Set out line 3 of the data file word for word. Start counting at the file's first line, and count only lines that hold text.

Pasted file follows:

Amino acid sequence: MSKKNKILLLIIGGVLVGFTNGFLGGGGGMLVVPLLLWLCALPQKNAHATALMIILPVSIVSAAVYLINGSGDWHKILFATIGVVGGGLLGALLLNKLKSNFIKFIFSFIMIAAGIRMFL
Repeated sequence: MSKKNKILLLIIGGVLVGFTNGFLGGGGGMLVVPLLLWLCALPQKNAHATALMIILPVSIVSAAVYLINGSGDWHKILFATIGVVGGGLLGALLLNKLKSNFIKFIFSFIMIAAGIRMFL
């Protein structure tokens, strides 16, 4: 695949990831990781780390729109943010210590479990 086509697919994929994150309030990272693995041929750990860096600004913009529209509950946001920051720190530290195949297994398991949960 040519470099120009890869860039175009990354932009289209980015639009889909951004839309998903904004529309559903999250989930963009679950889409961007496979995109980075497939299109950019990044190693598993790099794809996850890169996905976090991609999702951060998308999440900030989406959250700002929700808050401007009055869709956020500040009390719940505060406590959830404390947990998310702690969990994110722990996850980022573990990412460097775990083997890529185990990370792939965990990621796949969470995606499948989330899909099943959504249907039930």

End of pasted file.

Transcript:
């Protein structure tokens, strides 16, 4: 695949990831990781780390729109943010210590479990 086509697919994929994150309030990272693995041929750990860096600004913009529209509950946001920051720190530290195949297994398991949960 040519470099120009890869860039175009990354932009289209980015639009889909951004839309998903904004529309559903999250989930963009679950889409961007496979995109980075497939299109950019990044190693598993790099794809996850890169996905976090991609999702951060998308999440900030989406959250700002929700808050401007009055869709956020500040009390719940505060406590959830404390947990998310702690969990994110722990996850980022573990990412460097775990083997890529185990990370792939965990990621796949969470995606499948989330899909099943959504249907039930």